[The Miniature Question Box]
No, this false doctrine of Luther destroys the very essence of supernatural faith. Faith may be defined as a supernatural virtue which disposes the mind to assent freely, with certainty, and on the authority of God to all the truths He has revealed. It is essentially an intellectual act, as St. Paul teaches (1 Cor. XIII. 12; 2 Cor. X. 5). St. Paul defines it as "the substance of things to be hoped for, the evidence of things that appear not" (Heb. XI. 1). St. Thomas explains this definition as follows: "When faith is said to be evidence, it is distinguished from opinion, suspicion and doubt, in which the adherence of the intellect to something is unstable; when it is said to be of things that appear not, faith is distinguished from knowledge and understanding by which a thing is apparent; when it is said to be the substance of things to be hoped for, it is distinguished from faith, as commonly understood, which is not directed to happiness or to the object of hope."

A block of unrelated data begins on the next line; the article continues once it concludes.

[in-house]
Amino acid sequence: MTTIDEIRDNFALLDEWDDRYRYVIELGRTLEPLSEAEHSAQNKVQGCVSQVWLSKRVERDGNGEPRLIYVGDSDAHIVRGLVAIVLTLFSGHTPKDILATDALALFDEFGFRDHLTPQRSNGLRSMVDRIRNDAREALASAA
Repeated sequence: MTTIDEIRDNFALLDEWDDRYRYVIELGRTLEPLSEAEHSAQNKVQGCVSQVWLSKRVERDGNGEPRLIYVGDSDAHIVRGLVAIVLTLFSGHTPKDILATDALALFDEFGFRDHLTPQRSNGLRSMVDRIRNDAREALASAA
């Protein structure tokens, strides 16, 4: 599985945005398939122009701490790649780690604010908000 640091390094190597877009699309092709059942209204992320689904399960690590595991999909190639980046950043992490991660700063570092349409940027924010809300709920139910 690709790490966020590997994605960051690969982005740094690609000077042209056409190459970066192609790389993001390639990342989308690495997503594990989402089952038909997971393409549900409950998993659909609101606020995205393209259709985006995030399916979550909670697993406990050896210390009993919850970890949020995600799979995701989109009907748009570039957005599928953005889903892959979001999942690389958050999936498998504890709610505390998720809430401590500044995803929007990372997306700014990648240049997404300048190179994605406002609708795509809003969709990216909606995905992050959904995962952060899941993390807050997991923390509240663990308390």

The assent of faith is directed by the will under the influence of divine grace. The will plays a most important part in the act of faith. St. Paul says that "with the heart, i.e., a good will, we believe unto justice" (Rom. X. 10). Our Lord frequently attributed the unbelief of the Jews to their hardness of heart, and their obstinancy of will (Mark III. 5; XVI. 13; Luke XXIV. 25). The act of faith is a meritorious act, for the Lord said: "He that believeth shall be saved" (Mark XVI. 16). It must, therefore, be a free act of the will. A good will puts aside all passion, prejudice, and human respect. It resolutely faces the problems of religion, and does not cease its pursuit of the truth, because the road is beset with difficulties.
Many men fail to believe, not because of intellectual difficulties, but because the truth goes counter to their passions, imposes obligatory laws, demands of them great sacrifices, and puts definite limits to their independence.
Both intellect and will must receive a special grace from God, before a man can make an act of faith. For as our Lord says: "No man can come to Me, except the father who has sent Me, draw him" (John VI. 44). Or as St. Paul puts it: "For by grace you are saved through faith, for it is the gift of God" (Eph. II. 8). The Vatican Council echoes this teaching of the Scriptures, when it declares: "No person can assent to the Gospel teaching with a view to attain salvation, without the illumination and inspiration of the Holy Spirit."